No convection oven...deal breaker. ;-)
justmeMN: No, Kodak isn't reborn. Now, it's just a hollow brand name, owned by an obscure company.
If Kodak did that Fuji is doing they would have a chance...maybe.
medon78: What's that strange colors on the left side of the building, towards the sun?
Wye Photography: Personal view to which I am entitled - don't bite my head off.
I find it mildly amusing that thousands upon thousands of people abandoned film in their absolute droves and "made the switch to digital", spent $1000's (the $ is there for the benefit of my American brothers) on the new gear, computers, software only then to mimic film. If I could understand irony, I think that could be ironic.
I use digital, I also use film (B&W, just started to self process colour), I can tell you those "film packs" are just a waste of money esp BW. I can process Tri-X in D76, HC-110, Prescysol and Perceptol and have four different results.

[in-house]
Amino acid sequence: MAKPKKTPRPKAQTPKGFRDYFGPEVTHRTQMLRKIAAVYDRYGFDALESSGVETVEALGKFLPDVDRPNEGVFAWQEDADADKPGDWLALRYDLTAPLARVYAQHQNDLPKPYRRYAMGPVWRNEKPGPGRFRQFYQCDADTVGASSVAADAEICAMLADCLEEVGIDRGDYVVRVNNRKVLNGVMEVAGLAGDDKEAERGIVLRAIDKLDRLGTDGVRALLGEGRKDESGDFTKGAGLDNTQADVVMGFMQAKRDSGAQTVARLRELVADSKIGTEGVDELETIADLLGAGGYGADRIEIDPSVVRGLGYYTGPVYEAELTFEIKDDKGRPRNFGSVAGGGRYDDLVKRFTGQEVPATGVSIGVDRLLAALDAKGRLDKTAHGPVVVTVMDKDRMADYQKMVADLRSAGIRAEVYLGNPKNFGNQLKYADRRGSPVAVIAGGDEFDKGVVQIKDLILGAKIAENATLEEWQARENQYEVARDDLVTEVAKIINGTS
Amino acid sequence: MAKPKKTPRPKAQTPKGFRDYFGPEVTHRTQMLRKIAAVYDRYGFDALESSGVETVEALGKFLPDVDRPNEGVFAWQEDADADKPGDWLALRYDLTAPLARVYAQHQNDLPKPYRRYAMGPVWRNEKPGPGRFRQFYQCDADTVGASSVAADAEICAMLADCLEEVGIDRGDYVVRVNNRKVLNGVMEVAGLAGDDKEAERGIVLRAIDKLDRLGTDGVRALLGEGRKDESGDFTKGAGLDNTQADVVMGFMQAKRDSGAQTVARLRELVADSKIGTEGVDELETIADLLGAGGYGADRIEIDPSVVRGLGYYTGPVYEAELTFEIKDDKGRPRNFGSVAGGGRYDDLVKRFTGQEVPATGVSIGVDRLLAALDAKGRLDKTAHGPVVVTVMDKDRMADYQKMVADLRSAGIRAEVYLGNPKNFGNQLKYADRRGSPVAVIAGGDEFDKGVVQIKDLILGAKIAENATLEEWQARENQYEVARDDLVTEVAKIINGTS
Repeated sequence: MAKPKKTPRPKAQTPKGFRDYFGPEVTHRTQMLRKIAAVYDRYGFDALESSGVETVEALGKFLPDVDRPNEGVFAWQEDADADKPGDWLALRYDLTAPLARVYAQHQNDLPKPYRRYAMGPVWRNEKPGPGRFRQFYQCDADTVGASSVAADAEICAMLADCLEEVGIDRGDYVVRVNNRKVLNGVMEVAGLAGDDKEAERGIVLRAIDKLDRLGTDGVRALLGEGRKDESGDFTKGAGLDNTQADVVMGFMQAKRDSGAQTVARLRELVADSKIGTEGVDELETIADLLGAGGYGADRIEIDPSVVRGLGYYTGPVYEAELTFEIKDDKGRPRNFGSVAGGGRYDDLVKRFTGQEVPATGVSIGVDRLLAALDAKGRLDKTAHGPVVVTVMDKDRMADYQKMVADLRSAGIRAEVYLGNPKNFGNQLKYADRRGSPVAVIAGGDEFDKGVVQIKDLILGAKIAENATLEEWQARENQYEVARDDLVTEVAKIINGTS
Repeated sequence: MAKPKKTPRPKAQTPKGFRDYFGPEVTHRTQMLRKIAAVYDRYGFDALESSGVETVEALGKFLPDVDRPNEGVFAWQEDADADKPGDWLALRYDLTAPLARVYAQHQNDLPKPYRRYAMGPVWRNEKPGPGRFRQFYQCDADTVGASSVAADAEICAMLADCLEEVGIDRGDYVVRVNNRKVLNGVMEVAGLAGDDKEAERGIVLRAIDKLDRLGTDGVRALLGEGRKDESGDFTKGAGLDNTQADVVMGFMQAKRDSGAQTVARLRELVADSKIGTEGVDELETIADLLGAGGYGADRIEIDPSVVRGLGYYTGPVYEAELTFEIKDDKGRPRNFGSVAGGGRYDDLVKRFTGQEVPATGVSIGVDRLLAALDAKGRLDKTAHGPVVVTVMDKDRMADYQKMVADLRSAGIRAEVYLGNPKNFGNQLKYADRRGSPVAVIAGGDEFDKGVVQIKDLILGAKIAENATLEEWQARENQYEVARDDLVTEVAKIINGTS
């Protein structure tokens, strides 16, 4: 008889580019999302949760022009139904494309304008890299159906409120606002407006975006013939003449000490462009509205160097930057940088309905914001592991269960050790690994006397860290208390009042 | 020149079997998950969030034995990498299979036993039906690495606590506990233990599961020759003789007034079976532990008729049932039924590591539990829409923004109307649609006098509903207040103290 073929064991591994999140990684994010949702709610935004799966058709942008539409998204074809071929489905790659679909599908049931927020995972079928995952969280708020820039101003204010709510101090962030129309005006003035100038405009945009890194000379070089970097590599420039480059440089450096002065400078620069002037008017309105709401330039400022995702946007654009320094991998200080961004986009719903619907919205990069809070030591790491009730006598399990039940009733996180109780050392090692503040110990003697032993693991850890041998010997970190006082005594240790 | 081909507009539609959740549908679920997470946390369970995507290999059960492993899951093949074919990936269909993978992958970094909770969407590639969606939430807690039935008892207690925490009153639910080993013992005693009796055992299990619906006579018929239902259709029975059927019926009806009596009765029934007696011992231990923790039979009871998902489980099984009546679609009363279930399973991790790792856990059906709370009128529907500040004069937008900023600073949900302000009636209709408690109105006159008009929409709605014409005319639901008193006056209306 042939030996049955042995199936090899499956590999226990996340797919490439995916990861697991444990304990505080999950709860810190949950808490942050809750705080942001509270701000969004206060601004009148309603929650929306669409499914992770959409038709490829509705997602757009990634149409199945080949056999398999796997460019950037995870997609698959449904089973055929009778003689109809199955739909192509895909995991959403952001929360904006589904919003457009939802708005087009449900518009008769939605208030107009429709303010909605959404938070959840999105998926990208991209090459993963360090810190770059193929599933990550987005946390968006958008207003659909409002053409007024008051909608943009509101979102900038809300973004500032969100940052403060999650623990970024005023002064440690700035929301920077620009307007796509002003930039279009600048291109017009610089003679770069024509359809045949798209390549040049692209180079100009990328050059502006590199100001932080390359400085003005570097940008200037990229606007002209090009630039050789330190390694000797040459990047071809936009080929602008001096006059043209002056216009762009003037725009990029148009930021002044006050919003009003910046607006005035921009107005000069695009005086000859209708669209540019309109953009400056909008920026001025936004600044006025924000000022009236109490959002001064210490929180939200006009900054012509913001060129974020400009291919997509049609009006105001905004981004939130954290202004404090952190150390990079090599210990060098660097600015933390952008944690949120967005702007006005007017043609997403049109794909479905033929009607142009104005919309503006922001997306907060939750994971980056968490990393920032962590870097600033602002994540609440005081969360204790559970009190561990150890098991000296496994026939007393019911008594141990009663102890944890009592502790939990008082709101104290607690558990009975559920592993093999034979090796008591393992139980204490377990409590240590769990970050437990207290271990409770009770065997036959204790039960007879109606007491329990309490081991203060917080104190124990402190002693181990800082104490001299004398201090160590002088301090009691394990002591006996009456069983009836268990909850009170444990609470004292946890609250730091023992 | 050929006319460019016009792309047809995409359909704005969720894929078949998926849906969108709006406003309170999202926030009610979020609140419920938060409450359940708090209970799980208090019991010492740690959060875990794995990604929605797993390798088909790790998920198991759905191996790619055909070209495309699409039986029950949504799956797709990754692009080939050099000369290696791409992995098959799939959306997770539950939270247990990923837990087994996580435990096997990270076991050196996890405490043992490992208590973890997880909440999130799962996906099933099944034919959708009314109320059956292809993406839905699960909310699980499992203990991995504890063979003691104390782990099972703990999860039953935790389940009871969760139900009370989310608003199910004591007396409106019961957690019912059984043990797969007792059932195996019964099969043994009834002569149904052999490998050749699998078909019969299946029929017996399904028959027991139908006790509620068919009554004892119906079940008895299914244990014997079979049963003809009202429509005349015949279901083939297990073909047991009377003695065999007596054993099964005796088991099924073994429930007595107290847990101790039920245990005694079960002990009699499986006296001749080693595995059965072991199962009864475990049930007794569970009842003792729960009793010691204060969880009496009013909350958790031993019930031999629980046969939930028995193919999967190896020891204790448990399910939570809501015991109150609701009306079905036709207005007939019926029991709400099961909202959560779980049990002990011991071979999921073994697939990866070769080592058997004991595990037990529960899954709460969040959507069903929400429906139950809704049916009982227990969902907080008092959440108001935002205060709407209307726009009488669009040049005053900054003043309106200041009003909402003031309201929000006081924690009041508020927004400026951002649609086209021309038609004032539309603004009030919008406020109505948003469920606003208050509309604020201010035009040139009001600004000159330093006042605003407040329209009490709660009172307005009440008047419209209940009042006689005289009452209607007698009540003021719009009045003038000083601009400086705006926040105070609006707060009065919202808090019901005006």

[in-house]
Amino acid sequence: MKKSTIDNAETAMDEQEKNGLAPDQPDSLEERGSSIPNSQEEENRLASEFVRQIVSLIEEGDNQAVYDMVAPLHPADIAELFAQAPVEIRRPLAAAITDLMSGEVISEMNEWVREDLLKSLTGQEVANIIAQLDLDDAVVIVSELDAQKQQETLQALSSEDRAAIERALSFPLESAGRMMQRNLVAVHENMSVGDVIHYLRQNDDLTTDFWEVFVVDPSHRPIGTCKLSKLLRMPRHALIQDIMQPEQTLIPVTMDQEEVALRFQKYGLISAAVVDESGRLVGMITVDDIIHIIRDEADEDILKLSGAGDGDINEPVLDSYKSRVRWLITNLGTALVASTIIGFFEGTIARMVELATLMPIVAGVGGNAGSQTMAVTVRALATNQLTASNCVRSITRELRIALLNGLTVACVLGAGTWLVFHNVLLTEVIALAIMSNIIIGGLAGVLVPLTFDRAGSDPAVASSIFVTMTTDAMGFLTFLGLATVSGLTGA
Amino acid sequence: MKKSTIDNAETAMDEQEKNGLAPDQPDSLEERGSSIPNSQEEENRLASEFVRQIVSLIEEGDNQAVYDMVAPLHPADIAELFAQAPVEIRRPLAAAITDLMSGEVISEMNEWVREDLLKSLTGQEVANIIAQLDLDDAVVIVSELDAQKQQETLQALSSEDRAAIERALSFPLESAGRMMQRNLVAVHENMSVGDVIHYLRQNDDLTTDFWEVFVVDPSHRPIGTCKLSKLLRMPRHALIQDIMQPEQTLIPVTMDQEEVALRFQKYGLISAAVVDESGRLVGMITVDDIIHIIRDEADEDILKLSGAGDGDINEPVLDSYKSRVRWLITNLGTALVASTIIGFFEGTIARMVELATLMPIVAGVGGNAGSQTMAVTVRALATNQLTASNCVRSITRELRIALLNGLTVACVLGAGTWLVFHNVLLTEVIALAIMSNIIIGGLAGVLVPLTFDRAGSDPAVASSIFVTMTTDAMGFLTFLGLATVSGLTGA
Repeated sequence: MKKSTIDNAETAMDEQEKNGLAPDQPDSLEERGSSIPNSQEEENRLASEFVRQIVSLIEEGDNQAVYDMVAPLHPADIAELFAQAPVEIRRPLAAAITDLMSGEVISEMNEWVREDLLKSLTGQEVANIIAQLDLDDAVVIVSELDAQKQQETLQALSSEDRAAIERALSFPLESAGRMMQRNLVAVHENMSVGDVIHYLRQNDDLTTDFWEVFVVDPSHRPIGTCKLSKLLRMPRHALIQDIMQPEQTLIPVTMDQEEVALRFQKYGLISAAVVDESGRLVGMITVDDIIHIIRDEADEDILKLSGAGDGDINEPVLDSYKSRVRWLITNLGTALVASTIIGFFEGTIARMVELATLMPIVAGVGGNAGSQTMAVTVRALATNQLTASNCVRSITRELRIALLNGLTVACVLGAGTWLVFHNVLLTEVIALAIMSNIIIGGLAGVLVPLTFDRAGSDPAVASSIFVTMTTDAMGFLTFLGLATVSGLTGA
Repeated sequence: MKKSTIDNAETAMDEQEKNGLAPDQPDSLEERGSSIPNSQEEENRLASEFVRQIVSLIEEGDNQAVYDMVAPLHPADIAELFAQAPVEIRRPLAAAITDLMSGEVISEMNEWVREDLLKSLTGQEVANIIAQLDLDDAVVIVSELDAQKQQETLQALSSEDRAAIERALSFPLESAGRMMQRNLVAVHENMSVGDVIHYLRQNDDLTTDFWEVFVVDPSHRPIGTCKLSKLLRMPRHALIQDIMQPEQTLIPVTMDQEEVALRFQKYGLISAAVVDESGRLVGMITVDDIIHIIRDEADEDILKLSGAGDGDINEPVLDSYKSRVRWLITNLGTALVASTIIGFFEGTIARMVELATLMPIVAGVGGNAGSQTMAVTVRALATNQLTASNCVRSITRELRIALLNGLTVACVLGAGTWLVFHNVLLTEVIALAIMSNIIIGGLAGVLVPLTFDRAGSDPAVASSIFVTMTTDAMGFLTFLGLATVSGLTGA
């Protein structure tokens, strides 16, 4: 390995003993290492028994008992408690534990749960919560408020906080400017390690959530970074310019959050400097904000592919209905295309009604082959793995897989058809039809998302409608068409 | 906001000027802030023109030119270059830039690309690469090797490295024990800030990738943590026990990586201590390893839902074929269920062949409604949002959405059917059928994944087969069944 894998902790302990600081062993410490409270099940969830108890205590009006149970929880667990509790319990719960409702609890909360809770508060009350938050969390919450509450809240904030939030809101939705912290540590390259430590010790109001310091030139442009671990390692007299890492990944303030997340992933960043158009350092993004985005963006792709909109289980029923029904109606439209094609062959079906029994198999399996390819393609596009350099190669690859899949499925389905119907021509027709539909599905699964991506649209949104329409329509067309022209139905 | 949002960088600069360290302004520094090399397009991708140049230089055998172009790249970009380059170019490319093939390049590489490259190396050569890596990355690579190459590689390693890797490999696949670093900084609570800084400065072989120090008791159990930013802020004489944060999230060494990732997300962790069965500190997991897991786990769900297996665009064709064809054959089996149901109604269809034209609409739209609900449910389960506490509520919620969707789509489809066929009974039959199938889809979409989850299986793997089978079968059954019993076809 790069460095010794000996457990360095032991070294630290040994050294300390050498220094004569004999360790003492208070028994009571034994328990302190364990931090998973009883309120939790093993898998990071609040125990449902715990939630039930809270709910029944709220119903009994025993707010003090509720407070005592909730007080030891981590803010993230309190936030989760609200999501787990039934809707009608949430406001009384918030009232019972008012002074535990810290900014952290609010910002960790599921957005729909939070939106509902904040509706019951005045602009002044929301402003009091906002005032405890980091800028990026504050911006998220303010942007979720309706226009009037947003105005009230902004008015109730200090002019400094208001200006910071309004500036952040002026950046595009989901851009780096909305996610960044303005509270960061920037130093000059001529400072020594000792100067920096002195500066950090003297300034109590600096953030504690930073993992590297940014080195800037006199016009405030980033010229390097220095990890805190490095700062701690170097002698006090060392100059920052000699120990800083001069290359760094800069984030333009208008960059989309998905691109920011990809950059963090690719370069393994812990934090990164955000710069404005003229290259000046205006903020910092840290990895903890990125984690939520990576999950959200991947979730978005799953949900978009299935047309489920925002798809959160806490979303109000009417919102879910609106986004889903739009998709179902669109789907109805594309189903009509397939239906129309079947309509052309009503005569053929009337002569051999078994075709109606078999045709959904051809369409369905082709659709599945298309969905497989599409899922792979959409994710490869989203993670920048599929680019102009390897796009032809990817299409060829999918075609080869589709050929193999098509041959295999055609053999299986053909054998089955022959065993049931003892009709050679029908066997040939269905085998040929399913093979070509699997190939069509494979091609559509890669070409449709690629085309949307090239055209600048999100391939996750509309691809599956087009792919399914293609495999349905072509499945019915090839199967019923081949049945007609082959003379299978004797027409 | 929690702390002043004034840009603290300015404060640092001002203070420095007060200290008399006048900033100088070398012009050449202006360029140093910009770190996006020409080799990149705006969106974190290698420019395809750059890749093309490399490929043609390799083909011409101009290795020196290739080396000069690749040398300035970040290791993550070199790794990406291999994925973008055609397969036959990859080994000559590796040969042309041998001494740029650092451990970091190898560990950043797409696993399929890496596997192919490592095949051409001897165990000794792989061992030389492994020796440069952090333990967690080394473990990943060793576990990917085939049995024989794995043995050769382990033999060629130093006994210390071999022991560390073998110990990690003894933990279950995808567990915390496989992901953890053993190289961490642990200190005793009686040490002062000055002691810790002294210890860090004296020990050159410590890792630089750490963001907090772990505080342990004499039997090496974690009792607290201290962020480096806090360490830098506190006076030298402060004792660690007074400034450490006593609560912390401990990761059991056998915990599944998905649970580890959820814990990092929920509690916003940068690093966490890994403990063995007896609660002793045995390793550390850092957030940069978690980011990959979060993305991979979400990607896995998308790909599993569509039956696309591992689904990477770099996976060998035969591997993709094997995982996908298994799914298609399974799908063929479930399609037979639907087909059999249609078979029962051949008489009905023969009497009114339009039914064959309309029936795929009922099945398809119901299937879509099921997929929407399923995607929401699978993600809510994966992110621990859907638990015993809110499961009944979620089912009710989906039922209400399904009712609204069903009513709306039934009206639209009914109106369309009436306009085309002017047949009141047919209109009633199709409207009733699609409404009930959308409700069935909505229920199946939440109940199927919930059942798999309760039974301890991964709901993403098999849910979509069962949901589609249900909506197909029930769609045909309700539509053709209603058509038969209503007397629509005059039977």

With colour, I get a slightly different colour and rendition from my old Canon kit as I do from my RTS (and those sublime Carl Zeiss T* lenses) kit.
Personally, I think all these film sim profiles, albeit free from Adobe, are a gimmick. Quality film kit is cheap as chips thanks to digital. Buy some, have a go, do if for real. You'll enjoy it!
Both are time consuming processes. However, after using a 'digital darkroom' I have no desire to go wet again. ;-)
Halstatt: I wholly subscribe to the comedy of companies and fan boys -- after hawking the benefits of digital for 25 yrs., now attempting to revive the "look" of film with pixels and the feel of older cameras.
Digital, primarily, has given us incredible resolving power. So amen to that.
But has anyone considered reviving the film industry and marrying the best aspects of digital to it? Cellulose looks different! Period. The formulas are there for rebuilding the beauty of film. All the formulas.
Naturally our ADD suffering invincibles won't be able to hack it. Too much work. Not fast enough. Gotta have those artifacts.
Is that such a bad thing?
hotpot65: Excellent interview with insightful answers.